The system operator compared expected consumer demand levels and other system conditions for this winter with three historical weather scenarios:
- Last winter (2020/2021), when the region experienced no extreme temperatures;
- The winter of 2017/2018, when, despite a forecasted mild season, all major cities in New England had average temperatures below normal for at least 13 consecutive days; and
- The winter of 2013/2014, when the region experienced several cold-weather stretches of four or more consecutive days, including a stretch of ten consecutive days at or below freezing.
The analysis assumed no significant generation or transmission outages, and that fuel replenishment would be limited. Under this analysis, the system operator would anticipate reliable system operations without the need for emergency procedures with mild conditions similar to last year. Weather similar to 2017/2018 may require limited emergency procedures, while weather similar to 2013/2014 may require the implementation of all available emergency procedures. The system operator would not expect these actions to be necessary if generators are able to adequately replenish their fuel supplies and if the system does not experience any unexpected generator or transmission outages.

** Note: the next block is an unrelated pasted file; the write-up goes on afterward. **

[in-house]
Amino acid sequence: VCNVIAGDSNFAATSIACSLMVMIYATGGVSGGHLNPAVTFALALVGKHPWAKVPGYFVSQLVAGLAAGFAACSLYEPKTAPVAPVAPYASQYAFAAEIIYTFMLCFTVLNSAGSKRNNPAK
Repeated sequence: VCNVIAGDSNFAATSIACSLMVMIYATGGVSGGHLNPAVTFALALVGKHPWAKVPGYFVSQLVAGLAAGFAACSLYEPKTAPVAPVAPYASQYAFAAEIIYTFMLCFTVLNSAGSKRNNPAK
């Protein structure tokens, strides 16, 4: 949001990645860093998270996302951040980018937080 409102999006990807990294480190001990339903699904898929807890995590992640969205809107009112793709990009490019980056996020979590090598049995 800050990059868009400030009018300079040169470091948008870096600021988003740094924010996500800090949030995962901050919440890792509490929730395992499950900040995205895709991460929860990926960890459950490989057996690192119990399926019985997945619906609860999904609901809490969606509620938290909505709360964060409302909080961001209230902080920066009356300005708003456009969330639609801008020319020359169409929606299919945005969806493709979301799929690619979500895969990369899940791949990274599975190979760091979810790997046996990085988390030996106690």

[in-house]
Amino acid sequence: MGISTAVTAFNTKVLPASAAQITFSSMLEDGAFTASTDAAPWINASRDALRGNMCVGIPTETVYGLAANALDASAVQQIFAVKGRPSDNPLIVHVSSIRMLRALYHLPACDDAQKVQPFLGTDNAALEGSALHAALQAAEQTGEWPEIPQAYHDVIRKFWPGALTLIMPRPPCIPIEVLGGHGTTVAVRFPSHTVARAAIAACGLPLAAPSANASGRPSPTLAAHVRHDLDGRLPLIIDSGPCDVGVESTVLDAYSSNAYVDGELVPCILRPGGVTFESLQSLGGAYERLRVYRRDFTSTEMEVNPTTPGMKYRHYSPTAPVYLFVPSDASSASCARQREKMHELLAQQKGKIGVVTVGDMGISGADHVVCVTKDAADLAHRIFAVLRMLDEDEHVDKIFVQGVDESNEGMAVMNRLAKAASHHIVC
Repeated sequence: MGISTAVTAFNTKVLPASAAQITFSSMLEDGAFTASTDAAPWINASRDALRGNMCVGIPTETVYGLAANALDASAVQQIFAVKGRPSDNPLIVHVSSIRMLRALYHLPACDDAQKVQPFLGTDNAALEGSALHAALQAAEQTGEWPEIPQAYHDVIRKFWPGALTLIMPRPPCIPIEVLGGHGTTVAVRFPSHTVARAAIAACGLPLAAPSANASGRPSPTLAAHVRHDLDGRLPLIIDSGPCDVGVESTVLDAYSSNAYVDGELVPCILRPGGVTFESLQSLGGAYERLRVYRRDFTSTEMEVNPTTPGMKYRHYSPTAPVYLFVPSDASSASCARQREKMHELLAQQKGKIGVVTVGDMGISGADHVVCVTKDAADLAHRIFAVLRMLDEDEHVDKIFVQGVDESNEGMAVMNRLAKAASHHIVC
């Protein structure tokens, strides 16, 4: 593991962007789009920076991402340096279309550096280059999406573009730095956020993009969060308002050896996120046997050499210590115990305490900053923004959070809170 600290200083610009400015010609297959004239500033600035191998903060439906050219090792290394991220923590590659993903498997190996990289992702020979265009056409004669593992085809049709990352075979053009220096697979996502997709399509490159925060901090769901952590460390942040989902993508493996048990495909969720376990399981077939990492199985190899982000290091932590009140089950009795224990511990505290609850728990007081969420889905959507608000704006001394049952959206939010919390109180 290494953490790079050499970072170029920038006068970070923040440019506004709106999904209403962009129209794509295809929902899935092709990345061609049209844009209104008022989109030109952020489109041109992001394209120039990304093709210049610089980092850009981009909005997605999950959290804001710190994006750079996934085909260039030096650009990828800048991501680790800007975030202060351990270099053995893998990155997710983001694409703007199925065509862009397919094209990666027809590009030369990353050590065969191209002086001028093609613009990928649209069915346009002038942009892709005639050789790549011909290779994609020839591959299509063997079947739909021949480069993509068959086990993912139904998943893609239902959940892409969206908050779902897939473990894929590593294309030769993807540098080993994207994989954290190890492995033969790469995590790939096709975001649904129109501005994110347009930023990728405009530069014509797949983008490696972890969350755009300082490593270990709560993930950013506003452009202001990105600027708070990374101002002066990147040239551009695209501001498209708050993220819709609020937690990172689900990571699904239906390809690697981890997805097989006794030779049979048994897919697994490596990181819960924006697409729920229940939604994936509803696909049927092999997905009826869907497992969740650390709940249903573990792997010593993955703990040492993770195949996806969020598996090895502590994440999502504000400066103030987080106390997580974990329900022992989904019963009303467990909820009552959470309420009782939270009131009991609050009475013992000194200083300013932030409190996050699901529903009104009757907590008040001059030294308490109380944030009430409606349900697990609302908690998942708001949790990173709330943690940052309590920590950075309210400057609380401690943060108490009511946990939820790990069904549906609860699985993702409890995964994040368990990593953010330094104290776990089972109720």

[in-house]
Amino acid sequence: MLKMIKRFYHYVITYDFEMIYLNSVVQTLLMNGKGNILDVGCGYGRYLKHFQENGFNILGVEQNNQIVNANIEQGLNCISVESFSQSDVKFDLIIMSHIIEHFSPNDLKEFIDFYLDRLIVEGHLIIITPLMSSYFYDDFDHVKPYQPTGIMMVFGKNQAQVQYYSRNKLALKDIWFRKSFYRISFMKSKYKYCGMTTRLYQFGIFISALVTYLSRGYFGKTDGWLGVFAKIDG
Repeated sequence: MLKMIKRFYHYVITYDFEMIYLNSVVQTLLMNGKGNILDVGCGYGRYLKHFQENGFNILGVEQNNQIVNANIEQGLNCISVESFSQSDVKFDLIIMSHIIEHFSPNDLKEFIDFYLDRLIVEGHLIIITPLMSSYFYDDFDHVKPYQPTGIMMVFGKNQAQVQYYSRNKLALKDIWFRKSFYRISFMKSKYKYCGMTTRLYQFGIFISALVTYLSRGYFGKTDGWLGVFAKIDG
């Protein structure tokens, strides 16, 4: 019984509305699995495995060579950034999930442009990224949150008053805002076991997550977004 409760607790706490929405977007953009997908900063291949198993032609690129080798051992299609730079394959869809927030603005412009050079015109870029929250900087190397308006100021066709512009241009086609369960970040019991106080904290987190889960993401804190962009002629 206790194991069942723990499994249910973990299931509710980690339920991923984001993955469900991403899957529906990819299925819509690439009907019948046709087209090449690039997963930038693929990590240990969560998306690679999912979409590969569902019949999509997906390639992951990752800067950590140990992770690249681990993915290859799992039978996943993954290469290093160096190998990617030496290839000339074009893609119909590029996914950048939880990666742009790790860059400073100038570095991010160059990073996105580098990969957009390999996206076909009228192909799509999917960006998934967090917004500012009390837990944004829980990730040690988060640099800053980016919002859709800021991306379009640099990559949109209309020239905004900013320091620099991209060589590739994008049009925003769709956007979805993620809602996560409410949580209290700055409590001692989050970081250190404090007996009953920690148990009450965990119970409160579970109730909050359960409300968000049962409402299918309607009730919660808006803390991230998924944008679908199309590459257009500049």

If emergency procedures are necessary, the system operator will import emergency power from neighboring regions, if available, call on power system reserves, and ask businesses and residents to voluntarily conserve energy. In severe events, system operators may be forced to call for controlled power outages to protect the overall grid.
N.E. Fuel Supply Issues
Fuel supply issues have been a concern in New England for the past two decades due to constraints on the natural gas pipeline system, which limits the availability of fuel for natural gas-fired power plants. Heating customers are served first through firm service contracts. When natural gas is not available or is higher priced than alternate fuels, the wholesale markets goes to other sources, including LNG, coal, or oil. But, since 2013, about 7,000 megawatts of these fuels have retired or announced plans for retirement in the coming years, with nearly 2,000 megawatts having retired since winter 2017/2018.